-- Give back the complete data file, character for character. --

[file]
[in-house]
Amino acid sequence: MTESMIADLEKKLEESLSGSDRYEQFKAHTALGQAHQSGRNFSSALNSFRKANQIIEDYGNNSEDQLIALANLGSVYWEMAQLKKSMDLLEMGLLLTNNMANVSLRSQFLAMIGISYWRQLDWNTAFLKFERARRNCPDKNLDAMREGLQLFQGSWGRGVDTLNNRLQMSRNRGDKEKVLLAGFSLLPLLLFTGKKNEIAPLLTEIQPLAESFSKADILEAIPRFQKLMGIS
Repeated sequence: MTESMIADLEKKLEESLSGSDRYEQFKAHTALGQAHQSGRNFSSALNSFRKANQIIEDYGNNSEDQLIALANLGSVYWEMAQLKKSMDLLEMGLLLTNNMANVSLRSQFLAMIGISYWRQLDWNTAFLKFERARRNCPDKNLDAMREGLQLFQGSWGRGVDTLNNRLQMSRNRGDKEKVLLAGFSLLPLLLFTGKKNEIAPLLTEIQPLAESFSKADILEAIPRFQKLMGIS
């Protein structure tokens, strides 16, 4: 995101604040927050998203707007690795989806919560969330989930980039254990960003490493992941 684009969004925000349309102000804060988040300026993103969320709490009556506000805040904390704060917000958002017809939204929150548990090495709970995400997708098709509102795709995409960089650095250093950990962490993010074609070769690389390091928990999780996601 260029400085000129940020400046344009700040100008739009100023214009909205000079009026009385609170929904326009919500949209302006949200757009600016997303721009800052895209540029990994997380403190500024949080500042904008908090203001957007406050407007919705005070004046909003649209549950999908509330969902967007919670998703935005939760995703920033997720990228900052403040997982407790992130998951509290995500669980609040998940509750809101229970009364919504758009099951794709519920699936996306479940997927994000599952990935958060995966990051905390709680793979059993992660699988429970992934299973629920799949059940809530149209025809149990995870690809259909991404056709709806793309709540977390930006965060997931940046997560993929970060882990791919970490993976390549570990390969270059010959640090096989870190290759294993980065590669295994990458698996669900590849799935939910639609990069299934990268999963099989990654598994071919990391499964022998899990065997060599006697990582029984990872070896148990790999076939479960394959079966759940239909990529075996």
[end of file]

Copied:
[in-house]
Amino acid sequence: MTESMIADLEKKLEESLSGSDRYEQFKAHTALGQAHQSGRNFSSALNSFRKANQIIEDYGNNSEDQLIALANLGSVYWEMAQLKKSMDLLEMGLLLTNNMANVSLRSQFLAMIGISYWRQLDWNTAFLKFERARRNCPDKNLDAMREGLQLFQGSWGRGVDTLNNRLQMSRNRGDKEKVLLAGFSLLPLLLFTGKKNEIAPLLTEIQPLAESFSKADILEAIPRFQKLMGIS
Repeated sequence: MTESMIADLEKKLEESLSGSDRYEQFKAHTALGQAHQSGRNFSSALNSFRKANQIIEDYGNNSEDQLIALANLGSVYWEMAQLKKSMDLLEMGLLLTNNMANVSLRSQFLAMIGISYWRQLDWNTAFLKFERARRNCPDKNLDAMREGLQLFQGSWGRGVDTLNNRLQMSRNRGDKEKVLLAGFSLLPLLLFTGKKNEIAPLLTEIQPLAESFSKADILEAIPRFQKLMGIS
């Protein structure tokens, strides 16, 4: 995101604040927050998203707007690795989806919560969330989930980039254990960003490493992941 684009969004925000349309102000804060988040300026993103969320709490009556506000805040904390704060917000958002017809939204929150548990090495709970995400997708098709509102795709995409960089650095250093950990962490993010074609070769690389390091928990999780996601 260029400085000129940020400046344009700040100008739009100023214009909205000079009026009385609170929904326009919500949209302006949200757009600016997303721009800052895209540029990994997380403190500024949080500042904008908090203001957007406050407007919705005070004046909003649209549950999908509330969902967007919670998703935005939760995703920033997720990228900052403040997982407790992130998951509290995500669980609040998940509750809101229970009364919504758009099951794709519920699936996306479940997927994000599952990935958060995966990051905390709680793979059993992660699988429970992934299973629920799949059940809530149209025809149990995870690809259909991404056709709806793309709540977390930006965060997931940046997560993929970060882990791919970490993976390549570990390969270059010959640090096989870190290759294993980065590669295994990458698996669900590849799935939910639609990069299934990268999963099989990654598994071919990391499964022998899990065997060599006697990582029984990872070896148990790999076939479960394959079966759940239909990529075996």